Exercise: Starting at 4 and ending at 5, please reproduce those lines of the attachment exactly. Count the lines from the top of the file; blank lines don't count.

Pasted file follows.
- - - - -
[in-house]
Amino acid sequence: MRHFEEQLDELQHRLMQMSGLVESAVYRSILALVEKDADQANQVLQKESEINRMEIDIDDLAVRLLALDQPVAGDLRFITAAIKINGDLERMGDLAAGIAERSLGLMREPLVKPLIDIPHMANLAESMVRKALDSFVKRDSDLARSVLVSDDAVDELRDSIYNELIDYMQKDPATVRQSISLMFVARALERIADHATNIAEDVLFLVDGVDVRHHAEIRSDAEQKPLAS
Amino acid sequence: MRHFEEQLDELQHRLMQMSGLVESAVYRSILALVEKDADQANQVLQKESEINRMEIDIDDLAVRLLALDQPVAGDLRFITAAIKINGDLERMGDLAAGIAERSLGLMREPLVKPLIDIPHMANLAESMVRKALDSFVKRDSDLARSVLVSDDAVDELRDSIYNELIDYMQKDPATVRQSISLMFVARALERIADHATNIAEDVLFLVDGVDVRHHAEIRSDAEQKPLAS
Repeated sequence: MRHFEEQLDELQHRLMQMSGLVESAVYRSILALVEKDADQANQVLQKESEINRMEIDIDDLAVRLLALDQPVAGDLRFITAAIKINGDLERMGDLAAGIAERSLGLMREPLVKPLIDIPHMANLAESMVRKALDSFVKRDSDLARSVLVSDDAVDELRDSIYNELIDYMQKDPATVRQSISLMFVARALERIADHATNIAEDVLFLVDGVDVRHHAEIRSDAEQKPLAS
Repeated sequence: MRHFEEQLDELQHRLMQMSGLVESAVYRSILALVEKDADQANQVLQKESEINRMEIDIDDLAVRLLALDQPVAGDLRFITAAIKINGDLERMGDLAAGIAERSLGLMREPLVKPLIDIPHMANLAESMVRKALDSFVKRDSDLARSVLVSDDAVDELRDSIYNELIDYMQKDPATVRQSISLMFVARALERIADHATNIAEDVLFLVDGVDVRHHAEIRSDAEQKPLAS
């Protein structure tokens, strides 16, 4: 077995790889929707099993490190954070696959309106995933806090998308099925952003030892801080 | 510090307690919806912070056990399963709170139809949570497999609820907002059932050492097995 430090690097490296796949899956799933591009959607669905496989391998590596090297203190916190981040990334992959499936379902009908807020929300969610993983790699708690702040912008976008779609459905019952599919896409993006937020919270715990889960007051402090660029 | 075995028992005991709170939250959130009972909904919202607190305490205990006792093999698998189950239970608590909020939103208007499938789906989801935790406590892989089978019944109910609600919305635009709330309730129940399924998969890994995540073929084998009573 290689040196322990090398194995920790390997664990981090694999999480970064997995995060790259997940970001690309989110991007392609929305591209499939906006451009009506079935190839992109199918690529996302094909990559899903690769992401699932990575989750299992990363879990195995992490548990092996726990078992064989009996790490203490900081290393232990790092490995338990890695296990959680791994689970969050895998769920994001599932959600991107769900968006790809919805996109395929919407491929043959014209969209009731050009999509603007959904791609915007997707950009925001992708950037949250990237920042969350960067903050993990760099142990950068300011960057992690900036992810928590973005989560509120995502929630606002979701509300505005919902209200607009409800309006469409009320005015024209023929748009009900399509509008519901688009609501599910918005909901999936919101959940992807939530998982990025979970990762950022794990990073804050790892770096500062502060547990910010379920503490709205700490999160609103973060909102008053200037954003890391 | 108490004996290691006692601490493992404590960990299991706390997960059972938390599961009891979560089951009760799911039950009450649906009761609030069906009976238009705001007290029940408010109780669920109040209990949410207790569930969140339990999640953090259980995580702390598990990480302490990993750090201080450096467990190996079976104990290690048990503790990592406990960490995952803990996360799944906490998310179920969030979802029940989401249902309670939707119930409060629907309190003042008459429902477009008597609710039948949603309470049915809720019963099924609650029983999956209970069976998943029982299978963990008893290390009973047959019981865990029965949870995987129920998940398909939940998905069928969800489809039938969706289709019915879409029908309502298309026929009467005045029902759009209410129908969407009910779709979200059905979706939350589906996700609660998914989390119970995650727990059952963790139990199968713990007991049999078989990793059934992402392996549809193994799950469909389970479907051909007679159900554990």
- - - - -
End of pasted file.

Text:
Repeated sequence: MRHFEEQLDELQHRLMQMSGLVESAVYRSILALVEKDADQANQVLQKESEINRMEIDIDDLAVRLLALDQPVAGDLRFITAAIKINGDLERMGDLAAGIAERSLGLMREPLVKPLIDIPHMANLAESMVRKALDSFVKRDSDLARSVLVSDDAVDELRDSIYNELIDYMQKDPATVRQSISLMFVARALERIADHATNIAEDVLFLVDGVDVRHHAEIRSDAEQKPLAS
Repeated sequence: MRHFEEQLDELQHRLMQMSGLVESAVYRSILALVEKDADQANQVLQKESEINRMEIDIDDLAVRLLALDQPVAGDLRFITAAIKINGDLERMGDLAAGIAERSLGLMREPLVKPLIDIPHMANLAESMVRKALDSFVKRDSDLARSVLVSDDAVDELRDSIYNELIDYMQKDPATVRQSISLMFVARALERIADHATNIAEDVLFLVDGVDVRHHAEIRSDAEQKPLAS